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New to circuit implementation help!

  1. Jan 29, 2007 #1
    To preface this: I decided to ask this over the internet where my reputation with my professors for not asking such stupid questions is not at stake :smile:

    Ok here is my issue: I have been charged with the task of using 5V logic to turn on/off a high power CMOS transistor, which will supply around 4.5A to a device (automotive application). I have my transistor, which is of TO-220 design and will do the things I wish, but my problem is that I have been using a breadboard for the 5V logic because it's cheap and easy, but obviously you can't pass 4.5A through a breadboard, so my question is what should I do to connect everything together?

    I understand this is a stupid question for someone who is charged with such a task, but I am trying to learn before I do something stupid. Can I simply walk down to a home improvement store, buy an appropriate insulated length of wire and some connection sockets, and connect a wire to one pin of my power transistor and the other end to my device's appropriate cable and have everything work? I tried to search for how to wire something with this much power involved, but I have had no luck. I am currently perusing howstuffworks. Please take pity on my soul, I have done entirely theory up to this point and am sorely lacking in practical implementation :cry:

    Ah and PS: This is for a side project while going to school so I could do a little learning on my own.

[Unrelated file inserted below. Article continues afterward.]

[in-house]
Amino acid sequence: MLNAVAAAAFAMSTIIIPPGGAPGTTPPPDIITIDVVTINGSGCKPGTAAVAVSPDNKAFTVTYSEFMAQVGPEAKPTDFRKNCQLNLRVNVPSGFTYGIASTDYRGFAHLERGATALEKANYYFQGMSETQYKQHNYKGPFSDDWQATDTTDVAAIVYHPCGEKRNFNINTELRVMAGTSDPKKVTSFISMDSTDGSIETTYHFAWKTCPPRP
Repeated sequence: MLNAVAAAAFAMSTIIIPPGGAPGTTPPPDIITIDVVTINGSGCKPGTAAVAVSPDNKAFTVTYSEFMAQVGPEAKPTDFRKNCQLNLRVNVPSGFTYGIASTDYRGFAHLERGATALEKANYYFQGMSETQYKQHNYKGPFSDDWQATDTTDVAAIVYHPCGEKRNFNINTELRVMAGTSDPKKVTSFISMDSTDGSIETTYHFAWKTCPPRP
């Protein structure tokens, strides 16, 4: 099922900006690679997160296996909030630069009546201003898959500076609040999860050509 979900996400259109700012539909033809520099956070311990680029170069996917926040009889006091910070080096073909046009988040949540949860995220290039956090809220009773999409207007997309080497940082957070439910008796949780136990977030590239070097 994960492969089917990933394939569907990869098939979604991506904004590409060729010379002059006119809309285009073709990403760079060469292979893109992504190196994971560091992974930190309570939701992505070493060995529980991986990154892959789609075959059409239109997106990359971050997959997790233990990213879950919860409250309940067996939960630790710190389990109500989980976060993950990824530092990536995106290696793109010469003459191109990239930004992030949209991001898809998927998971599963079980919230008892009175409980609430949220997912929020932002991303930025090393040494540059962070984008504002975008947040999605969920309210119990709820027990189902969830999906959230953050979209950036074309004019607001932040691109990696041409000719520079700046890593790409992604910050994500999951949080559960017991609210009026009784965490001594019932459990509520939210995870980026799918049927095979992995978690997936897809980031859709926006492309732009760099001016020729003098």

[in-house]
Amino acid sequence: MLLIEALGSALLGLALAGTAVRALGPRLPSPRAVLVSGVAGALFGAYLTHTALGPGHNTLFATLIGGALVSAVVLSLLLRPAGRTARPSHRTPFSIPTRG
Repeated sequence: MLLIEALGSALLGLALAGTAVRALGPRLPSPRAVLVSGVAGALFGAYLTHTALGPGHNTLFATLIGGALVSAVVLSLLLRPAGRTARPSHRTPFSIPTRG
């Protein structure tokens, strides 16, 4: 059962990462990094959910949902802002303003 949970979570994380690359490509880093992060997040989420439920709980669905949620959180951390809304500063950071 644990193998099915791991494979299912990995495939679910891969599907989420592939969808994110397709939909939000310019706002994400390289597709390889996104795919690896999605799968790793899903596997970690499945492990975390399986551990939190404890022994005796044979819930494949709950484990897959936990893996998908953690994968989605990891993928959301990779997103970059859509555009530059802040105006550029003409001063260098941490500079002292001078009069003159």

Last edited by a moderator: Jan 29, 2007
  2. jcsd
  3. Jan 29, 2007 #2


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    Staff: Mentor

    You are correct that your plug-in breadboard has a maximum size AWG wire that it will handle -- probably something like 22AWG or so. For anything bigger, just solder up some flying wires to the components off of the breadboard.

    Is the TTL drive enough to turn on and off the CMOS transistor directly, or do you need another low-power discrete transistor in between? Either way, keep the high current conductors off the breadboard, and also be sure to calculate whether you need a heat sink for the CMOS power transistor.

    Not a stupid question at all, vsage.
  4. Jan 30, 2007 #3


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    Science Advisor
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    "Not a stupid question at all, vsage." And the hardware part is the real fun.
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